What are we expecting the state to regulate, and how would the state regulations affect citing requirements? There are many non-zoning aspects to recreational marijuana sales. The state has provided little to no guidance in this area.

A commenter states that marijuana was considered a dangerous drug in the 1960's. 60% of Arlington residents voted in favor of legalizing recreational marijuana. He's concerned that the state will try to thwart recreational use, even though people voted for it. A delay won't prevent recreational marijuana from being sold; it will simply continue to make it illegal. People who buy and sell will be breaking the law, and they'll be prosecuted. Under current laws, possession is legal, and recreational use is legal -- but buying and selling for recreational use is not.

The ARB has not received any guidance from the Board of Selectmen on this article.

The ARB will continue this article's hearing until March 27th.

Article 6: Mixed use in business and industrial zones. This article remove the minimum lot area/unit requirement for mixed use development.

The ARB received no comments since the last hearing.

This article was endorsed by the master plan implementation committee.

ARB recommends favorable action on Article 6.

Article 7: Artisinal Fabrication. This article would remove the 5000 square foot limit on artisinal fabrication facilities.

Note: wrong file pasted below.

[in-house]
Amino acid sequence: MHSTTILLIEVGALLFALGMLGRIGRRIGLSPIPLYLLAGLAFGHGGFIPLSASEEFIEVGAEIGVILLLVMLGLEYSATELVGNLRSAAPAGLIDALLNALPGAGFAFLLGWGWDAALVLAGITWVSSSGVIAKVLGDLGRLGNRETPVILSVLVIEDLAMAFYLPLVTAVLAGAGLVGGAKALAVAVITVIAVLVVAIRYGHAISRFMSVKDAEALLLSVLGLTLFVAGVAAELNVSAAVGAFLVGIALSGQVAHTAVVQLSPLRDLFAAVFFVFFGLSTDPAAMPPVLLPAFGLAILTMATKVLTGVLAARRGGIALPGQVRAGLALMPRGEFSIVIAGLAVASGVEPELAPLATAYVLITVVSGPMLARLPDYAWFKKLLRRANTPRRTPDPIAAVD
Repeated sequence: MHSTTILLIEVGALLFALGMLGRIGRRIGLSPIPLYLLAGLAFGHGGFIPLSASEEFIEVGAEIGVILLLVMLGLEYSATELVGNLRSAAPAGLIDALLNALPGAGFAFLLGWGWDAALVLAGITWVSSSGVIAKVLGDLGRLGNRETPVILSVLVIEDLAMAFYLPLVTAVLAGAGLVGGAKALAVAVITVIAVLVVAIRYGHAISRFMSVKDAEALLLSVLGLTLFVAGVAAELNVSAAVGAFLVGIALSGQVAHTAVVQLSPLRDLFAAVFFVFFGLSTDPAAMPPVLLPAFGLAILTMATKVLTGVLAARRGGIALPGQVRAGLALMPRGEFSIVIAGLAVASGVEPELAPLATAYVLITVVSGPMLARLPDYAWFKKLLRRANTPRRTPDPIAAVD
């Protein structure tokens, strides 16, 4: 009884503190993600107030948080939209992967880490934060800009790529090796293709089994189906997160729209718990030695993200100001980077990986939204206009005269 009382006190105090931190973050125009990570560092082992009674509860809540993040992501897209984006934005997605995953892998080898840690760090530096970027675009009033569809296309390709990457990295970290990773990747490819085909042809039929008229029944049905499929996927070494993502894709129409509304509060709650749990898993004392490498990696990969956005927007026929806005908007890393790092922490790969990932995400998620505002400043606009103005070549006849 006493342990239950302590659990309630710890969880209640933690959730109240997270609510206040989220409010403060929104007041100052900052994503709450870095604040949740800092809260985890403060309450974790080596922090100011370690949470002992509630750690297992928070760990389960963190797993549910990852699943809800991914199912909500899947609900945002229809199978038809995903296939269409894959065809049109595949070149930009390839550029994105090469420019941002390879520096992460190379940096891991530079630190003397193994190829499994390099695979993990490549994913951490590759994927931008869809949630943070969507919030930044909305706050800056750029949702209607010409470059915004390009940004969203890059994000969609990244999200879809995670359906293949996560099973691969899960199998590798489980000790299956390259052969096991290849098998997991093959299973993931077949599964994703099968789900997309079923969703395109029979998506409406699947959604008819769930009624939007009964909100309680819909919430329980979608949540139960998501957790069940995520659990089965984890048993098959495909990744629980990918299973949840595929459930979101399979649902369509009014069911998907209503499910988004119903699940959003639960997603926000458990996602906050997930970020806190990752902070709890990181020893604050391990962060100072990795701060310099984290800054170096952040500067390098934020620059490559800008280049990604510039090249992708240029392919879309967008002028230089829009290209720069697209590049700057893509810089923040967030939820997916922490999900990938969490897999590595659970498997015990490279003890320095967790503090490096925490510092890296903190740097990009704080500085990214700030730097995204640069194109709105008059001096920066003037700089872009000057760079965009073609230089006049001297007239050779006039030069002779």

The ARB received no public comments since last week.

There's concern about unintended consequences, from not having a maximum square footage. Arlington is already so dense, that density has a limiting effect on size. Eliminating the maximum size might help bring new businesses into the town.

ARB recommends favorable action on Article 7.

Article 8: Residential driveway parking changes. This article proposes a limit of 15\% downward slope on residential driveways. Several aspects of this article came up during the discussion of STM Article 1. Article 8 would apply to all residential lots, not just new construction. This article also comes from the residential study group.

There's concern that Article 8 might lead to larger houses, and higher lot coverage.

ARB recommends favorable action on Article 8.

Article 9: Medical Marijuana Treatment Center Buffer Zones. The proponent's goal is to restore 500-foot buffer zone that the state took away. Medical marijuana facilities have to operate with cash, and she believes this will make them hot spots for crime.

The debate around this issue has lost sight that we're talking about medical use, and patients with prescriptions.

There's concern that we've already put a lot of restrictions on these facilities, and a 500-foot buffer zone would push them out of the town entirely. The ARB would rather see a group study diversion, etc. Zoning is not the only thing which affects diversion.

In 2014, the 500-foot buffer zone was assumed to be part of the territory. Could be worth another look, since that's no longer part of the territory.

Buffer zones create a stigma around these facilities, and around the use of medical marijuana.

There's a belief that this article is about eliminating medical marijuana from the town. It's not just about establishing a buffer zone.

ARB recommends no action on Article 9.